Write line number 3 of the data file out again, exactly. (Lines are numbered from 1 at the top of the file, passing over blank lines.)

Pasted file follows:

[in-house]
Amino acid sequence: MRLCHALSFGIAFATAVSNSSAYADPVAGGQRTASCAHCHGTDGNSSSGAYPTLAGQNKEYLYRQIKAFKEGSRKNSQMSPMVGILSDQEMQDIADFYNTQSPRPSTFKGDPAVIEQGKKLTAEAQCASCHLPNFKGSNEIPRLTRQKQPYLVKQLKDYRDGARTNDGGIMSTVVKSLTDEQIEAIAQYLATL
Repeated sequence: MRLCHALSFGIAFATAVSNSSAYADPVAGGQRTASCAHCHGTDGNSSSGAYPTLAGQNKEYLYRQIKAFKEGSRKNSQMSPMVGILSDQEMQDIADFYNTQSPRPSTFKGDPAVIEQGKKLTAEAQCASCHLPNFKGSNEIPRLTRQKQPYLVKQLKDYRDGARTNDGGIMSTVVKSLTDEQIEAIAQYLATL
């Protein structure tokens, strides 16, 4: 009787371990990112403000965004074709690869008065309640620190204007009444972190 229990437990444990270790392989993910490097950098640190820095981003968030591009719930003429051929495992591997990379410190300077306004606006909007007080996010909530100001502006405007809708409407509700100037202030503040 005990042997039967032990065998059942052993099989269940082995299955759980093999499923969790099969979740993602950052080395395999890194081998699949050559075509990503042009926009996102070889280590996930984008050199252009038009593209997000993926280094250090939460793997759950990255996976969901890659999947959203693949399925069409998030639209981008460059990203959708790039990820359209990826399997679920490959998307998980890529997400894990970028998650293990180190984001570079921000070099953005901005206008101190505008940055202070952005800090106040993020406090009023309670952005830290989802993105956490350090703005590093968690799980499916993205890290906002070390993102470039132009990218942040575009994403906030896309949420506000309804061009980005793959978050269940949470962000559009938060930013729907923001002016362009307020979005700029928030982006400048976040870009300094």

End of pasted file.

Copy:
Repeated sequence: MRLCHALSFGIAFATAVSNSSAYADPVAGGQRTASCAHCHGTDGNSSSGAYPTLAGQNKEYLYRQIKAFKEGSRKNSQMSPMVGILSDQEMQDIADFYNTQSPRPSTFKGDPAVIEQGKKLTAEAQCASCHLPNFKGSNEIPRLTRQKQPYLVKQLKDYRDGARTNDGGIMSTVVKSLTDEQIEAIAQYLATL